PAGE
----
What Do Israel’s Leaders Really Think About Iran?

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Israel bombing Iran could, indeed, be a spectacularly stupid idea, but does the Israeli public really need to hear that? That not-in-front-of-the-kids message seemed to be the gist of Israeli defense minister Ehud Barak’s criticism of Meir Dagan, recently retired head of the Mossad intelligence agency, who last week warned publicly that the idea of Israel attacking Iran’s nuclear facilities was “the stupidest thing I’ve ever heard”.  Barak on Monday expressed doubt about the veracity of Dagan’s reported remarks (although the man himself hasn’t yet contested them), but added, “if we are to deal with these matters responsibly, then it is not right to share these thoughts – even if they are legitimate – with the public.”

Two of Dagan’s predecessors in the Mossad job didn’t agree, and raced to endorse Dagan’s view — and also his right to open such a potentially cataclysmic question for public discussion.  Dagan had previously annoyed his boss by making public his assessment, on his last day at the Mossad, that Iran would not have nuclear weapons before 2015, and that covert action and sanctions are the most effective response. And he warned that while an air strike could not be guaranteed even to destroy Iran’s facilities, which are scattered and in some possibly concealed, the consequence of such as strike would be that “There will be war with Iran.  This is one of the things we know how to start, but not how to end.”

Dagan’s views are plainly at odds with the line that his political bosses are putting out: Prime Minister Benjamin Netanyahu, in particular, has made a habit of putting forward alarmist assessments of Iran’s capabilities and apocalyptic warnings of Israel’s own intentions in response. Even some in Washington are unconvinced. A 2009 U.S. diplomatic cable from the Tel Aviv Embassy, published by WikiLeaks, includes the following in respect of meetings between U.S. Defense Department officials and their Israeli counterparts:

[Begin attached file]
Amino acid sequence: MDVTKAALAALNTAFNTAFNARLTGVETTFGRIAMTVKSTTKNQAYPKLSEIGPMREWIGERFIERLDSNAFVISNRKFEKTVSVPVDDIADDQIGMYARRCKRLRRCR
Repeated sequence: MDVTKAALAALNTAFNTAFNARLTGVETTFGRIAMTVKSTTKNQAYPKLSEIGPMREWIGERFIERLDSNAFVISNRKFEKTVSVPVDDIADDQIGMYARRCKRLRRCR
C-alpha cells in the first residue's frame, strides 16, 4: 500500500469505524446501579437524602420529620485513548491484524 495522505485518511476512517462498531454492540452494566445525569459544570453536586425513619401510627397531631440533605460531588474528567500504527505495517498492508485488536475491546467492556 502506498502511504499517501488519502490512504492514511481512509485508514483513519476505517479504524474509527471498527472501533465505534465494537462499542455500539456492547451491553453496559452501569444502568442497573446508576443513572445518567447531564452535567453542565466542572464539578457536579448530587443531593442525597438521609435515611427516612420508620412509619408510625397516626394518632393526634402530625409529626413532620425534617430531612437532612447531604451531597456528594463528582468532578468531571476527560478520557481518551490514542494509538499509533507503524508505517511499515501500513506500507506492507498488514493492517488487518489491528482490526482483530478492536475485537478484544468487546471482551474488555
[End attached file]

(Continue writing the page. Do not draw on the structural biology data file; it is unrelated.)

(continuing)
“Israel continues to offer a worst-case assessment of the Iranian nuclear program, emphasizing that the window for stopping the program (by military means if necessary) is rapidly closing. General [Yossi] Baidatz argued that it would take Iran one year to obtain a nuclear weapon and two and a half years to build an arsenal of three weapons. By 2012 Iran would be able to build one weapon within weeks and an arsenal within six months. (COMMENT: It is unclear if the Israelis firmly believe this or are using worst-case estimates to raise greater urgency from the United States).”

If so, Dagan’s assessments weren’t exactly helping. But even  Barak,  himself reportedly  in the bomb-Iran camp within Israel’s cabinet, has shown a willingness to publicly differ with Netanyahu on the implications of  the Iran threat. Netanyahu, as opposition leader, in 2006, told a group of foreign ambassadors visiting Israel, “The year is 1938 and Iran is Germany.” That, as Fareed Zakaria pointed out was preposterous hyperbole. Germany in 1938 was by far the most powerful military nation in the world. “Iran has an economy the size of Finland’s and an annual defense budget of around $4.8 billion,” wrote Zakaria. “It has not invaded a country since the late 18th century.”  In the geopolitical tableau of 1938, Zakaria told a TV interviewer, Iran would be Rumania.

Not that Bibi Netanyahu pays much heed to the assessments of Fareed Zakaria. He’s still insisting that Iran represents a mortal threat to the Jewish State. On Holocaust remembrance day on May 1, Netanyahu warned that Iran is “openly working to destroy the Jewish state” and is “arming [itself] with nuclear weapons in order to realize those ambitions.”